7/1/2015 9:00:00 AM/Categories: General News, Today's Top 5, Research
The lawsuit filed by Montana Attorney General Tim Fox, along with the suits by 12 other states against the U.S. Environmental Protection Agency (EPA) and the U.S. Army Corps of Engineers (Corps) over the new regulation broadly expanding the definition of “Waters of the U.S.” is a notable move by states to fight back to protect their landowners. For many landowners facing sanctions by federal regulatory agencies, or simply for any US citizen charged with a pile of paperwork which must be filled out and filed in order to receive their natural born rights, frustration is mounting. Many people are finally asking, “What can we do to make a difference?”
The American Agri-Women (AAW) is just one of the organizations who is taking a stand for landowner rights. AAW is the nation’s largest coalition of farm, ranch and agribusiness women. On June 8, the group held their 22nd annual Symposium at the United States Department of Agriculture in Washington, D.C. The symposium titled “Divided Lands: Federal vs. State Management in the West,” looked at federal land management as opposed to states managing their own lands. Symposium chair Karen Yost of Billings, MT commented, ““The issue of too much or too little federal lands is one that is being currently debated on both sides of the Mississippi River. While Eastern states have little federal lands within their boundaries, the cost output of managing public lands in the Western states affects the fiscal budget for all states.”
Among the panel members at the AAW symposium was Harriet Hageman, Managing Partner of Hageman Law in Cheyenne, Wyoming to Billings to discuss this very topic of Federal versus State regulation of land and waters. Hageman fought and won the case in 2013 in Worland, Wyoming where the government went after David Hamilton to the tune of $65 million in fines and penalties for moving an irrigation ditch which affected 2.1 acres of land. (CLICK HERE to read the article posted on Northern Ag about the case)
Last week, Montana Agri-Women brought Hageman to Billings to share her charge with the Ag community in Southeastern Montana.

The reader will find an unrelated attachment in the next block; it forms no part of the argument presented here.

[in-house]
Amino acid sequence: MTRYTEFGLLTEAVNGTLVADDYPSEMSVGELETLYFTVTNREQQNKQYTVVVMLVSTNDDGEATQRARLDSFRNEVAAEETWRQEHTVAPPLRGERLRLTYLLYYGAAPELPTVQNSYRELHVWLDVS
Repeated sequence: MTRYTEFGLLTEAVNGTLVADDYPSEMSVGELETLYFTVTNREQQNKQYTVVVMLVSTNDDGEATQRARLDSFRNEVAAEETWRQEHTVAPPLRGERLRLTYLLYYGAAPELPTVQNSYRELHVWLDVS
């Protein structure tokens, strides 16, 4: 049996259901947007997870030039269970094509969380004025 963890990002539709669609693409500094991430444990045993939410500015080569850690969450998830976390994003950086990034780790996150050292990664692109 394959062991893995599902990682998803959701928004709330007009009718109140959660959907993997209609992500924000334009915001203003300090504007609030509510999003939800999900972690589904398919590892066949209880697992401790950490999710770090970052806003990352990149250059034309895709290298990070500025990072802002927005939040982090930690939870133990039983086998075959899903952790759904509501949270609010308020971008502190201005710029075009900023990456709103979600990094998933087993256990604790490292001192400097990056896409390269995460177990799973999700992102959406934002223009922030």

Hageman spoke of a government saddled in 18.2 trillion dollars in debt which chooses to utilize its nonexistent resources to fund such campaigns as researching “shrimp on treadmills” and an article on “how to safely roast marshmallows”.
Another example Hageman sited of regulatory agencies using government resources to tackle the small print was a fine hammered down on a Missouri family who started selling rabbit meat as a 4-H project. The family later began selling their rabbits to a pet store wholesale, which, doing so without a license constituted a “paperwork violation” of the 1966 Animal Welfare Act. This act was originally created to prevent the abuse of animals. The family was fined over $90,000 for a 4-H project that brought in $4000-$5000 in revenue and a profit of $200-$400.
Hageman’s message to the Montana Agri-women was that we can fight against the bureaucracy and the thousands of pages of regulations which plague business people, landowners, and each and every American. There cannot be regulation without representation.
Hageman said, “We are all entitled to a fair fight. We are all entitled to fight with our government. We are entitled to tell our government that they can pound sand. We are entitled to tell those regulators that they are not entitled to go on our land unless they get a search warrant to do it. We have the rights to do that…We need to make congress directly answerable to the voters for the costs that the agencies impose on the public. We have to start forcing them to use the power of the purse to get control of this.”
Hageman emphasized three primary tactics for fighting for state rights and against federal regulation:
CLICK HERE to listen to a portion of Harriet Hageman's speech at the Montana Agri-Women Symposium.
© Northern Ag Network 2015
U.S. Department of Agriculture’s Natural Resources Conservation Service (NRCS) provides tips and suggestions on pasture and grazing management for drought effected livestock producers.